Aliens aren’t always little green men with enormous eyes and pot bellies. Sometimes they are ordinary people who feel they are on the outside looking in. That’s one of the themes of NBC’s new fantasy, Midnight, Texas (available on iflix).

Based on the best-selling trilogy by Charlaine Harris, the series discovers Midnight, a small, isolated town in Texas where being different is the new normal. Nothing is what it appears to be.

Writer and executive producer Monica Owusu-Breen says she likes writing fantasy because it can serve as a metaphor for our struggles and feelings of alienation.

Actor Jason Lewis (Sex And The City) who plays an angel on the show, says he found acting a way of fitting in.

“For me, as a kid, stories were a place to go hide and disappear into other worlds than the one I was afforded, and I think that’s something that Midnight offers,” he says.

“We are a bunch of misfits, outsiders, the way it’s (viewed) to the rest of the world. But here we are family, and I think that’s something that most people kind of struggle with. Very few of us end up being born into perfect families. Some of us have to find them, and in Midnight, we found ours,” he says.

Parisa Fitz-Henley, who plays Fiji, a witch who owns the local Wiccan shop, says she felt like an outsider as a kid.

“I am bi-racial. I have one parent from the States, one parent from Jamaica. I grew up in a town where, if people knew that you were from that town, you got made fun of and called names. Growing up dealing with issues of race – this was in Florida – I always felt not quite right,” she says.

“I also felt like, as a woman, sometimes our gifts are not welcome in the world. And reading about Fiji, I was like, ‘Oh, my God. I so completely relate to her.’

“And in the books, you’ll see she deals a lot with issues of her own perception of self and her body and how she moves in the world, and I so related to that as well.”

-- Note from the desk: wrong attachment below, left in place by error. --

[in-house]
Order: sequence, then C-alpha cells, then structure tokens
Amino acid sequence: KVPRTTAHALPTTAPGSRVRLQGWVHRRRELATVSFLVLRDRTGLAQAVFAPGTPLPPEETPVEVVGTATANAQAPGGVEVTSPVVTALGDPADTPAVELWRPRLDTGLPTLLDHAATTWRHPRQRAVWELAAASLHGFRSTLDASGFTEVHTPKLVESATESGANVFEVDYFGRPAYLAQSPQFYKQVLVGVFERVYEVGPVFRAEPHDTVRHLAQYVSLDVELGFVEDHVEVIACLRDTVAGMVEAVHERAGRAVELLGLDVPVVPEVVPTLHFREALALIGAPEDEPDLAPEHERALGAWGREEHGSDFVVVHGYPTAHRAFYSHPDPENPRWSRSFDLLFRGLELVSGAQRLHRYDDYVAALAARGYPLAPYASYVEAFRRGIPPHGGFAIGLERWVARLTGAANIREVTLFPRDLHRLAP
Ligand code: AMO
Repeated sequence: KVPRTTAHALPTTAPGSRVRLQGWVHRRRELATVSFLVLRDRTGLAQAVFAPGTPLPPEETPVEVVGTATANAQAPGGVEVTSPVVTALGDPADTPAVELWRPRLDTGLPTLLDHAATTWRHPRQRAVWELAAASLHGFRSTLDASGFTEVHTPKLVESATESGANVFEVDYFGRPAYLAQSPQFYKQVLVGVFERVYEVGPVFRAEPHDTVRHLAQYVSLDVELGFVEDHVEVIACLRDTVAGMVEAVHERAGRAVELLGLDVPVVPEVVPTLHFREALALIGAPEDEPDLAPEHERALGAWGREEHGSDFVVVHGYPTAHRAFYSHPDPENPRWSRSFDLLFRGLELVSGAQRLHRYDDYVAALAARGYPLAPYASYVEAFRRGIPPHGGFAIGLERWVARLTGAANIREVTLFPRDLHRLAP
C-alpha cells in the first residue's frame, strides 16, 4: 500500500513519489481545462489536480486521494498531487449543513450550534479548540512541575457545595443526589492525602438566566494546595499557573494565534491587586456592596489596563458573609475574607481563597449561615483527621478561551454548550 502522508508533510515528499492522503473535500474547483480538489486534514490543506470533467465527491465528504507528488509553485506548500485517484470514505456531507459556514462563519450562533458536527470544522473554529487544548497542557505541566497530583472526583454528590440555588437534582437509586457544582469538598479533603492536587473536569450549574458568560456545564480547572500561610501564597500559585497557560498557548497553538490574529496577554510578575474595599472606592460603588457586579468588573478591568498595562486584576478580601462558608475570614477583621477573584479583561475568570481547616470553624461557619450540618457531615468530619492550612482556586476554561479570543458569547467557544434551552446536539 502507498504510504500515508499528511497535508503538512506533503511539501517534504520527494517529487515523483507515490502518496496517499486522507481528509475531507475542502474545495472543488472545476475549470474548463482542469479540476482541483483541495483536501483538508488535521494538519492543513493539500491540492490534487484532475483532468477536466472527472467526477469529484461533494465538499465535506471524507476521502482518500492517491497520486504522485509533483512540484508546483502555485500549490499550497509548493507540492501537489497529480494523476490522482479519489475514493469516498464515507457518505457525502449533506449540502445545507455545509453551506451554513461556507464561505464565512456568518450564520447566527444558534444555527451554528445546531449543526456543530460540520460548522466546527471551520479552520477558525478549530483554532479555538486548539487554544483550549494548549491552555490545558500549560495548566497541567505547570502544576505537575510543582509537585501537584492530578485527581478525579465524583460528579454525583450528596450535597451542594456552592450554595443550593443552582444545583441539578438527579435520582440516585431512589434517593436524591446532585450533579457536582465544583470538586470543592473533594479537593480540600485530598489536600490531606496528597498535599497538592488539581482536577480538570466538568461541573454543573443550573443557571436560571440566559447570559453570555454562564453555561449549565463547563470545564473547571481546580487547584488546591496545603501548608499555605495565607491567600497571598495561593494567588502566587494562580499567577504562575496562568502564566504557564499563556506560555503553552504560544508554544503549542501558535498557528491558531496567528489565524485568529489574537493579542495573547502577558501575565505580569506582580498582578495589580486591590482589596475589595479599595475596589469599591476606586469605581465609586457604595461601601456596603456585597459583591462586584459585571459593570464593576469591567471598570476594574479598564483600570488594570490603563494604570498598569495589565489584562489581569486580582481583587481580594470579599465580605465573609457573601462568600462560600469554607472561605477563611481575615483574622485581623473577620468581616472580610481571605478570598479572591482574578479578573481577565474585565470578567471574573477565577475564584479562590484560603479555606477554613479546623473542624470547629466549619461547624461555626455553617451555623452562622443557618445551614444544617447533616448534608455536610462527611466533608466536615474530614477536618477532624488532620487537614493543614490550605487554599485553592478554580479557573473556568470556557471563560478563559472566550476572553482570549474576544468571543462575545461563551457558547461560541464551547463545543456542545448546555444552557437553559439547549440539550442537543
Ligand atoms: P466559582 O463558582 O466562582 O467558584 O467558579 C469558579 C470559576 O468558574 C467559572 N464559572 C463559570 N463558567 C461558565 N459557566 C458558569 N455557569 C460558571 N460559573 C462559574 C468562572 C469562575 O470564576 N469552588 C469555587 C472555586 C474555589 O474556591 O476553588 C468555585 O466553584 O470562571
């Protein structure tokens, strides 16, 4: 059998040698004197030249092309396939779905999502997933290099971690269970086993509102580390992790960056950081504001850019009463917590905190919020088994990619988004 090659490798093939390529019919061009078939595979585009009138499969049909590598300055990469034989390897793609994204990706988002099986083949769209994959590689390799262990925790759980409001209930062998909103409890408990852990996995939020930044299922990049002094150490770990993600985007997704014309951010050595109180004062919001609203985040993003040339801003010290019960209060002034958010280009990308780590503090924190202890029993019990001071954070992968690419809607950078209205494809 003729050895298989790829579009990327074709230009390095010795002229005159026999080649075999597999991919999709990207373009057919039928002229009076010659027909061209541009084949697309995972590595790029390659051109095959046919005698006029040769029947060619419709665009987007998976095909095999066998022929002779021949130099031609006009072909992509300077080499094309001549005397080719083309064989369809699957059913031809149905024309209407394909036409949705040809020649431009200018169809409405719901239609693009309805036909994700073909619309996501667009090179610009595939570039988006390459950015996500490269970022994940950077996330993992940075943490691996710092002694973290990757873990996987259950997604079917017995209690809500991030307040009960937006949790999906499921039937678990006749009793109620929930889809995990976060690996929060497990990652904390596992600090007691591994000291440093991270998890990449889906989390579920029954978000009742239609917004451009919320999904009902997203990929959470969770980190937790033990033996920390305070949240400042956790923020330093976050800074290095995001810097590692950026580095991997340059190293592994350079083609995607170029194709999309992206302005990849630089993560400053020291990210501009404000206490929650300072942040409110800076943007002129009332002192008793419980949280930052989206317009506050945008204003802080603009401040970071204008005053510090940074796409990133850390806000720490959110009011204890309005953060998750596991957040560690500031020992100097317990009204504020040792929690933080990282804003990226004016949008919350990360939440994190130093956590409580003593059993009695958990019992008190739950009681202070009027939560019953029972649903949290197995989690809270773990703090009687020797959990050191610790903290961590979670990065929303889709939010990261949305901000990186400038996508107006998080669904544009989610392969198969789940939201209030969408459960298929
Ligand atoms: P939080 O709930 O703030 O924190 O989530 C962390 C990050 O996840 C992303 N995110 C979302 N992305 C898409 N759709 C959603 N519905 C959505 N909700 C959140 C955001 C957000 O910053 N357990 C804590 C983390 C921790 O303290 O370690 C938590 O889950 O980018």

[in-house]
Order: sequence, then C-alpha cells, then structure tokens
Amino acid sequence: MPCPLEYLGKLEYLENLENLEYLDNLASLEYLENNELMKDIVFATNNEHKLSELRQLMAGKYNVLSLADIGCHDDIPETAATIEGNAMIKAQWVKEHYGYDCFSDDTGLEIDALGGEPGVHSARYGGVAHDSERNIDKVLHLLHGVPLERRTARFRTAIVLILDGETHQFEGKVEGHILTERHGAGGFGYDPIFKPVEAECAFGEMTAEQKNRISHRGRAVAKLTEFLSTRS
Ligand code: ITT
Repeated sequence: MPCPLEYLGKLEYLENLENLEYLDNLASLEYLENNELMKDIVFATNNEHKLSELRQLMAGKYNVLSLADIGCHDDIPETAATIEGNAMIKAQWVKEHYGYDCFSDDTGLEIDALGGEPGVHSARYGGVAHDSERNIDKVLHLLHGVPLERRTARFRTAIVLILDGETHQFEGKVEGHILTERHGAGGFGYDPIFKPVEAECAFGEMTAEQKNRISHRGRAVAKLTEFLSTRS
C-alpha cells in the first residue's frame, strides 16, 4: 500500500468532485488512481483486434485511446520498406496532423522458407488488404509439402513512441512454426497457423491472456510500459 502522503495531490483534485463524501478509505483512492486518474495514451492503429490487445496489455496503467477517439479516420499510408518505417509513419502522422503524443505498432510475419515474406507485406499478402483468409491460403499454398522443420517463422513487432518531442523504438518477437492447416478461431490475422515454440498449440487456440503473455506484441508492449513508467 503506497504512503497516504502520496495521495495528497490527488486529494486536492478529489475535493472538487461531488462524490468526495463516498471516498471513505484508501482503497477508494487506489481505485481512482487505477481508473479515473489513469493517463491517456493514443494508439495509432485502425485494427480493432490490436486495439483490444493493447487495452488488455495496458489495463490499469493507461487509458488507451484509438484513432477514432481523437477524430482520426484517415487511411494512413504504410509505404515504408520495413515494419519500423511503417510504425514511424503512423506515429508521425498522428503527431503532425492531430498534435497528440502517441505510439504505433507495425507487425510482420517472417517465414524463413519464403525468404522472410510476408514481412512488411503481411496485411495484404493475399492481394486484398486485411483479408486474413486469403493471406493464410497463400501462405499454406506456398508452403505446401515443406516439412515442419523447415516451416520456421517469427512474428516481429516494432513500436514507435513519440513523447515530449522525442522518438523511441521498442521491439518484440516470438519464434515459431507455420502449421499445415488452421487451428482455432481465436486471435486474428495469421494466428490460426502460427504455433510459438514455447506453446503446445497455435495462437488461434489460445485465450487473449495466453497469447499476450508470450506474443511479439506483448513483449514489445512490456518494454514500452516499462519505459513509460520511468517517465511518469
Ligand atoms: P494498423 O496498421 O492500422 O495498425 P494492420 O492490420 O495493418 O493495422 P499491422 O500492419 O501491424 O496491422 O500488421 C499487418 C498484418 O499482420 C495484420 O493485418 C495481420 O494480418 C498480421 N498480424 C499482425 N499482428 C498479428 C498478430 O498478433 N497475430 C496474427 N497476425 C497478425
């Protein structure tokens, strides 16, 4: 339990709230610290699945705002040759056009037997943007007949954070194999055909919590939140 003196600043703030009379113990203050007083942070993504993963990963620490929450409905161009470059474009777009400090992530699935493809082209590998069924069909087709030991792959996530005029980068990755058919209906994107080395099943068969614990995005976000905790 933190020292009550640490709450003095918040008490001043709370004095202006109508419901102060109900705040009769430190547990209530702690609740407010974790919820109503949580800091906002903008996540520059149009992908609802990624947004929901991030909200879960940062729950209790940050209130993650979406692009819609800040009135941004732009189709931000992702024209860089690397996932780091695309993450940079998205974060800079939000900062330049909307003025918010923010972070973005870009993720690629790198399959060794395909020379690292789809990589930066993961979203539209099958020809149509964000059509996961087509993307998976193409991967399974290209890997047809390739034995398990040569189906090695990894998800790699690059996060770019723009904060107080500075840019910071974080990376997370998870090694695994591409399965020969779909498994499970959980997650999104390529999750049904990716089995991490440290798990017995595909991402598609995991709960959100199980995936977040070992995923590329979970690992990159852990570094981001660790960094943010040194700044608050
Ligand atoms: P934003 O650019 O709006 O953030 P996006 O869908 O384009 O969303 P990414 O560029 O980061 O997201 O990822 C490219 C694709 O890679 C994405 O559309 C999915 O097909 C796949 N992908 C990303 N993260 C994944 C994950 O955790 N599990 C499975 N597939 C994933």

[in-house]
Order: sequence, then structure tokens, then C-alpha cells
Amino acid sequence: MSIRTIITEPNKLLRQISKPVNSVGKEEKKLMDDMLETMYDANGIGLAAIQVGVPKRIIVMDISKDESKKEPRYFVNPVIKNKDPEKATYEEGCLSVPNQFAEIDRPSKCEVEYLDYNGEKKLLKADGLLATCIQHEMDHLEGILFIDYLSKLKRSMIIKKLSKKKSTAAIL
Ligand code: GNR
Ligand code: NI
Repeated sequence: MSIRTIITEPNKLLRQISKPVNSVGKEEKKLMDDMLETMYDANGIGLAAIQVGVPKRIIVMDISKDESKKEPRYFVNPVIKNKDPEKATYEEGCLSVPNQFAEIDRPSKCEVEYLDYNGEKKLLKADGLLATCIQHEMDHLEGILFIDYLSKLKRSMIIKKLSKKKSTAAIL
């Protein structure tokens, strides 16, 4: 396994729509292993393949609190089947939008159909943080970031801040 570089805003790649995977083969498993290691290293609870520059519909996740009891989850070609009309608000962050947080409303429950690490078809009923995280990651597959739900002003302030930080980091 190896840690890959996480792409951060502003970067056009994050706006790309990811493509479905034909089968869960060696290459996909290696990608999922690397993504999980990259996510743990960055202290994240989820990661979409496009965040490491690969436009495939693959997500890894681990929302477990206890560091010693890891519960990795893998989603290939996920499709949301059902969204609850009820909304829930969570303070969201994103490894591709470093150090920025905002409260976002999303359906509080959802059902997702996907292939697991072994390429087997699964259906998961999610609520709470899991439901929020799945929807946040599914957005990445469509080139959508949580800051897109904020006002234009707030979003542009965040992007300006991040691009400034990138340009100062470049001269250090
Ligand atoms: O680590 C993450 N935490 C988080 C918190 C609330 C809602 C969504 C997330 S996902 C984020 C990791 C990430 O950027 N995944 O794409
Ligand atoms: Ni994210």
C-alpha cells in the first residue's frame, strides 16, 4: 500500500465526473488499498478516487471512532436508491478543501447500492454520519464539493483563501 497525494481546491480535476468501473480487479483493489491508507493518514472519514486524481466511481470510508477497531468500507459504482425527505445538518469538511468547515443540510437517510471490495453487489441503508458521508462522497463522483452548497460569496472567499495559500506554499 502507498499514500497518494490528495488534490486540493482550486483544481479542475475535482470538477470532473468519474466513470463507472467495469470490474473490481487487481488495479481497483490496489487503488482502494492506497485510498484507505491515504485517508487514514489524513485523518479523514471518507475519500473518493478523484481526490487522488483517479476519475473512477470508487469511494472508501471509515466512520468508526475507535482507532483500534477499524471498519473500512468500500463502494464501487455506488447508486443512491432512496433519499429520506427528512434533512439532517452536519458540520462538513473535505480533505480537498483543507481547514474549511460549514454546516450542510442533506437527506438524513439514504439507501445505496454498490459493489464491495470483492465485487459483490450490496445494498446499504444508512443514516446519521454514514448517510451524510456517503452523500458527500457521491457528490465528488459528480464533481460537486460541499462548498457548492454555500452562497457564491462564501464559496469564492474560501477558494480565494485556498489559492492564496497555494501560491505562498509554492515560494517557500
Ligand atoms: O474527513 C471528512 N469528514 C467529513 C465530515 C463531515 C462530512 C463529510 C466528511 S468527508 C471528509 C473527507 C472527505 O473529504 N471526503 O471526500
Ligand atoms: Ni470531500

Midnight, Texas is based on the best-selling trilogy by Charlaine Harris.

Meet the outcasts from the town of Midnight, Texas.

Viewers continue to be fascinated with vampires and monsters, says Lewis, because they can relate to the loneliness of such creatures.

“There’s a story of (Mary) Shelley’s Frankenstein being a writing competition, who could write the worst monster. And Dr Frankenstein is the worst monster, not Frankenstein’s creature. I think it’s that thing of being TREATED like a monster. And I don’t think there is anybody who hasn’t experienced that at some level, even the cool kids. You are treated like there’s something wrong with you ….”

“Every character brings something different to the table,” says Francois Arnaud who plays a psychic who communicates with spirits from another world. “We are all wrestling with our inner demons, and it’s about controlling and taming them,” he says.

It was the culmination of real-life tragedies that inspired Owusu-Breen to write the series. “Two years ago, I had the worst fall of my life where my mother, my mother-in-law, and my dog all died in the same month, which sucked,” she says.

“So I wanted to develop something to take my mind off it. And I read two chapters and called my agent and said I had to (write it) because my mother lived in a tiny town in the middle of nowhere where every house is a row-house right next to each other.

“And my mother-in-law was a psychic who moved to a small town. So I feel like maybe they are watching. I can’t figure it out. But it felt like it would be weird not to develop this. So I had a real affinity for the material and these characters.” – Tribune News Service